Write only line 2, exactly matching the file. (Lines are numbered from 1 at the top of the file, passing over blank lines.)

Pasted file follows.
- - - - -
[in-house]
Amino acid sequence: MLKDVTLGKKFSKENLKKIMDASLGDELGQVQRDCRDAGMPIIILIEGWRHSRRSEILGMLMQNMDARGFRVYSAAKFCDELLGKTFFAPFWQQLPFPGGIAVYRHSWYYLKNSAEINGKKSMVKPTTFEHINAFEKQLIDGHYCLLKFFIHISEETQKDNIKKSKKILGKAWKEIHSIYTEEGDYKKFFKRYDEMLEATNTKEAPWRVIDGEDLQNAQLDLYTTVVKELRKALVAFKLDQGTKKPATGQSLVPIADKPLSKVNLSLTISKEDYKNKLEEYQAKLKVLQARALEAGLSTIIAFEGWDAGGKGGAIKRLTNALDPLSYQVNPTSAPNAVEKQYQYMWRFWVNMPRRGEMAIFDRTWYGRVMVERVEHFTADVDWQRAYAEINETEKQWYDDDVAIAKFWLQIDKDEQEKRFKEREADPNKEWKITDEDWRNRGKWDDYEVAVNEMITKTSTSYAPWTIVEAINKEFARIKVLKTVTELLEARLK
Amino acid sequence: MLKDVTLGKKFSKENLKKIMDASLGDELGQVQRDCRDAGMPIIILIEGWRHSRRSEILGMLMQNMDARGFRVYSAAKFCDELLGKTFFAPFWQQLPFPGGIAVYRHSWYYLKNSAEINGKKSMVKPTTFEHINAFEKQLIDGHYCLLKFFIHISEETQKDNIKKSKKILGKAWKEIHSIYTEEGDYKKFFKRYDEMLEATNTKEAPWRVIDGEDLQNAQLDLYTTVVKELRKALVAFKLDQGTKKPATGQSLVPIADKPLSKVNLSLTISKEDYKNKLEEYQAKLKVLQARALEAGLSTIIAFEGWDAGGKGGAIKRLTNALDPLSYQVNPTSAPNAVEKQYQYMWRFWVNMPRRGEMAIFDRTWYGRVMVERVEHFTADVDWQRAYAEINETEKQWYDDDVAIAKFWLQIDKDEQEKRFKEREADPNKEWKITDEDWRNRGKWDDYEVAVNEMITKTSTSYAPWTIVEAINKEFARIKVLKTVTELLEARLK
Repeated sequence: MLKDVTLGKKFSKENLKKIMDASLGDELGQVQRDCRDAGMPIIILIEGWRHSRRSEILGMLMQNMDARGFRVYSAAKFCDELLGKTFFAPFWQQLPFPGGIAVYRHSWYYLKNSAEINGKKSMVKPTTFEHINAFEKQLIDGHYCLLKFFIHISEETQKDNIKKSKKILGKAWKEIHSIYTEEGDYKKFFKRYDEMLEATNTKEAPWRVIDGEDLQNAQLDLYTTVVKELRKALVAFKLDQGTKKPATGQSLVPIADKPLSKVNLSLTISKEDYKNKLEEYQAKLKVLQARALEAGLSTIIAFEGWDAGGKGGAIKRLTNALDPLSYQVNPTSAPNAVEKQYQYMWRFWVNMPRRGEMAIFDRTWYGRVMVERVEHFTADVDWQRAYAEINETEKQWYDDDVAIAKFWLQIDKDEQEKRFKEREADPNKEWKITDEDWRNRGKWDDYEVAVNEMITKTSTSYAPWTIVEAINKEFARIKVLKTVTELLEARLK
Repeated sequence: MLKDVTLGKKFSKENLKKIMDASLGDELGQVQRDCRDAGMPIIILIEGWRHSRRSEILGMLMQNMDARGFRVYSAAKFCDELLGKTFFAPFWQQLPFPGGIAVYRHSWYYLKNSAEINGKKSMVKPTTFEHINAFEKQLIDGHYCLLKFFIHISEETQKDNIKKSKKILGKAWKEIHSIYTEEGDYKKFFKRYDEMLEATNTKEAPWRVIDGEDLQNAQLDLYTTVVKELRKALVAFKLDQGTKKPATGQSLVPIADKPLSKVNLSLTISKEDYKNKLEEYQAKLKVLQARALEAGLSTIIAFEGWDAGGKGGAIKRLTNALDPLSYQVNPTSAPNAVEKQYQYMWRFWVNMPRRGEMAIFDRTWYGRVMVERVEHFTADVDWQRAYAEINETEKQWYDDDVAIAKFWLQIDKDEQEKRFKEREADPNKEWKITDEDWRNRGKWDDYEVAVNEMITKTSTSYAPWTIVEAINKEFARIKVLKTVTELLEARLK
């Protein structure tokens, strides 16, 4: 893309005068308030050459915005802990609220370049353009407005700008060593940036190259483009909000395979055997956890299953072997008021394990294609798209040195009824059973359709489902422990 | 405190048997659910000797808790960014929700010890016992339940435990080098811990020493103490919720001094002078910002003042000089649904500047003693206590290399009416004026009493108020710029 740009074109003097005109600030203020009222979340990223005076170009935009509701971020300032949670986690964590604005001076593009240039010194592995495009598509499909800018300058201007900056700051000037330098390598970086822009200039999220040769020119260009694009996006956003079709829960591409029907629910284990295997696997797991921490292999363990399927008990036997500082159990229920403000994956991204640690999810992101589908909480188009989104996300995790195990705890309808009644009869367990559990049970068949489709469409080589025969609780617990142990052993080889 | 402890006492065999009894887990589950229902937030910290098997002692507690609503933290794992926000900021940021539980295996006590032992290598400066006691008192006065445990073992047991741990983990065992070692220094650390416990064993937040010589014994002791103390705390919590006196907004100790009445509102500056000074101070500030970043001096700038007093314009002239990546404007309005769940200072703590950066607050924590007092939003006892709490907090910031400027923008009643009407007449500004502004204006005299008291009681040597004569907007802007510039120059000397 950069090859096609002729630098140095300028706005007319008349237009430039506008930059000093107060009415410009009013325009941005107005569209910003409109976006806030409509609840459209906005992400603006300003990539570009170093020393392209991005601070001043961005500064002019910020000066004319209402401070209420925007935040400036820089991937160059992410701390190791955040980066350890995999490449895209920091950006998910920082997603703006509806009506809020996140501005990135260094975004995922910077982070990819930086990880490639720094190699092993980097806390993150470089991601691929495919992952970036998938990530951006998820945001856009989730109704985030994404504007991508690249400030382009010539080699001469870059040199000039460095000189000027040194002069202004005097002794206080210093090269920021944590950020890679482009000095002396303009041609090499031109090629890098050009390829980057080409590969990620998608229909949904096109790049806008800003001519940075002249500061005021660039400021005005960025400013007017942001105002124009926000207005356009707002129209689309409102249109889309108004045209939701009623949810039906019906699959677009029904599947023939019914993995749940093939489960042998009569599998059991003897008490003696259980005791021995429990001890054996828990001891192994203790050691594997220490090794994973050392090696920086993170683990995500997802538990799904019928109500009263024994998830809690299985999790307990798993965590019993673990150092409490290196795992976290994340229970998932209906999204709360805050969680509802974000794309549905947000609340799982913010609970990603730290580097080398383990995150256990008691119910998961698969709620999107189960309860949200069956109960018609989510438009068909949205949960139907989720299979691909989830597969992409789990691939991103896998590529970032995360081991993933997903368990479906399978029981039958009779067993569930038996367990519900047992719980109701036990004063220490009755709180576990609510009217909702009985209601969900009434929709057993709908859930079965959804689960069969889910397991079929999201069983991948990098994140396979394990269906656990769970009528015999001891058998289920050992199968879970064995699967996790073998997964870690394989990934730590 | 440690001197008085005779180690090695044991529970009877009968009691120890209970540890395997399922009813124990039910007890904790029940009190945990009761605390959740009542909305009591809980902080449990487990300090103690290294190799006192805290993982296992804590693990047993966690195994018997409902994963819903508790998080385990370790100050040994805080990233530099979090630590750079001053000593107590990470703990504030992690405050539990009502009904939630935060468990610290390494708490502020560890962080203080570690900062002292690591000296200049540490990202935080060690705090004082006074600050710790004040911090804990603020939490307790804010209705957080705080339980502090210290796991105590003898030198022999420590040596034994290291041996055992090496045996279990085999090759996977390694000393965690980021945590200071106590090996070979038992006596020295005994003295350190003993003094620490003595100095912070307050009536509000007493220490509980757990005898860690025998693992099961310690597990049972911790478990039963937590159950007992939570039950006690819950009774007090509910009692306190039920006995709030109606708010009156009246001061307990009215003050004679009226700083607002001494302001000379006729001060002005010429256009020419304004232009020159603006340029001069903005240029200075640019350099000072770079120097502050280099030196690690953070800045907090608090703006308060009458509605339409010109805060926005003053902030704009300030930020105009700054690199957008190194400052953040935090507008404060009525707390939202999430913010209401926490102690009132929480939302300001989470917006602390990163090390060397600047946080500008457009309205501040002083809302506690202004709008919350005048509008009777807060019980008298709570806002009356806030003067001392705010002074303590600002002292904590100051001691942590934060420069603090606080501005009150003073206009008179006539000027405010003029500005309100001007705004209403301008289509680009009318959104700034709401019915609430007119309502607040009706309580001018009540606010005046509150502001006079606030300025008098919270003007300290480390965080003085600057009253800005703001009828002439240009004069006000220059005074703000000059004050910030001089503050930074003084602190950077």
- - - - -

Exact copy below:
Amino acid sequence: MLKDVTLGKKFSKENLKKIMDASLGDELGQVQRDCRDAGMPIIILIEGWRHSRRSEILGMLMQNMDARGFRVYSAAKFCDELLGKTFFAPFWQQLPFPGGIAVYRHSWYYLKNSAEINGKKSMVKPTTFEHINAFEKQLIDGHYCLLKFFIHISEETQKDNIKKSKKILGKAWKEIHSIYTEEGDYKKFFKRYDEMLEATNTKEAPWRVIDGEDLQNAQLDLYTTVVKELRKALVAFKLDQGTKKPATGQSLVPIADKPLSKVNLSLTISKEDYKNKLEEYQAKLKVLQARALEAGLSTIIAFEGWDAGGKGGAIKRLTNALDPLSYQVNPTSAPNAVEKQYQYMWRFWVNMPRRGEMAIFDRTWYGRVMVERVEHFTADVDWQRAYAEINETEKQWYDDDVAIAKFWLQIDKDEQEKRFKEREADPNKEWKITDEDWRNRGKWDDYEVAVNEMITKTSTSYAPWTIVEAINKEFARIKVLKTVTELLEARLK